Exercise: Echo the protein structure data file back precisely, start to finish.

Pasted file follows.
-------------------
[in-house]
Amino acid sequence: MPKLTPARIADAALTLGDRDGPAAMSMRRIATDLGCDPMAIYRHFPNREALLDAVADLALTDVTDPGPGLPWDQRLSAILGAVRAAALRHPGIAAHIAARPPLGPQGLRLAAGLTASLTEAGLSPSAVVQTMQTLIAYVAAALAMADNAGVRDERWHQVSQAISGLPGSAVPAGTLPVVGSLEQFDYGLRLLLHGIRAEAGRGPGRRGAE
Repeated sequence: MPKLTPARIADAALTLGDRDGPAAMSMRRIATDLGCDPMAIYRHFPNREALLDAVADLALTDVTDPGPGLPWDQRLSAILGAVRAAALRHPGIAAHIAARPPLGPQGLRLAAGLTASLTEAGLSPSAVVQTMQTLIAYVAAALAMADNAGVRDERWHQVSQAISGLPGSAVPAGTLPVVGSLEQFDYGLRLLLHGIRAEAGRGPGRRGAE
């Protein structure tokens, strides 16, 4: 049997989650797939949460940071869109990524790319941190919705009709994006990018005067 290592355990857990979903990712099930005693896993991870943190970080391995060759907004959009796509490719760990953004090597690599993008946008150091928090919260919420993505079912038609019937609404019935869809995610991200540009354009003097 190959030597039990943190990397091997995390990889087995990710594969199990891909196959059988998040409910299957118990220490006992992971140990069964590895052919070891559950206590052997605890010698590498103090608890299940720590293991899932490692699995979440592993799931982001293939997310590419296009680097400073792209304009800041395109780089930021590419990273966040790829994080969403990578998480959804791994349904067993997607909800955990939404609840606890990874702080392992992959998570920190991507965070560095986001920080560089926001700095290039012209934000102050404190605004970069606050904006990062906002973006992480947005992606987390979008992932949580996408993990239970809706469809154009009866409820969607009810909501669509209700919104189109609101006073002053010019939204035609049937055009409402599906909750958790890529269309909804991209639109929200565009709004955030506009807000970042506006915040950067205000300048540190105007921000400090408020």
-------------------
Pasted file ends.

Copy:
[in-house]
Amino acid sequence: MPKLTPARIADAALTLGDRDGPAAMSMRRIATDLGCDPMAIYRHFPNREALLDAVADLALTDVTDPGPGLPWDQRLSAILGAVRAAALRHPGIAAHIAARPPLGPQGLRLAAGLTASLTEAGLSPSAVVQTMQTLIAYVAAALAMADNAGVRDERWHQVSQAISGLPGSAVPAGTLPVVGSLEQFDYGLRLLLHGIRAEAGRGPGRRGAE
Repeated sequence: MPKLTPARIADAALTLGDRDGPAAMSMRRIATDLGCDPMAIYRHFPNREALLDAVADLALTDVTDPGPGLPWDQRLSAILGAVRAAALRHPGIAAHIAARPPLGPQGLRLAAGLTASLTEAGLSPSAVVQTMQTLIAYVAAALAMADNAGVRDERWHQVSQAISGLPGSAVPAGTLPVVGSLEQFDYGLRLLLHGIRAEAGRGPGRRGAE
């Protein structure tokens, strides 16, 4: 049997989650797939949460940071869109990524790319941190919705009709994006990018005067 290592355990857990979903990712099930005693896993991870943190970080391995060759907004959009796509490719760990953004090597690599993008946008150091928090919260919420993505079912038609019937609404019935869809995610991200540009354009003097 190959030597039990943190990397091997995390990889087995990710594969199990891909196959059988998040409910299957118990220490006992992971140990069964590895052919070891559950206590052997605890010698590498103090608890299940720590293991899932490692699995979440592993799931982001293939997310590419296009680097400073792209304009800041395109780089930021590419990273966040790829994080969403990578998480959804791994349904067993997607909800955990939404609840606890990874702080392992992959998570920190991507965070560095986001920080560089926001700095290039012209934000102050404190605004970069606050904006990062906002973006992480947005992606987390979008992932949580996408993990239970809706469809154009009866409820969607009810909501669509209700919104189109609101006073002053010019939204035609049937055009409402599906909750958790890529269309909804991209639109929200565009709004955030506009807000970042506006915040950067205000300048540190105007921000400090408020």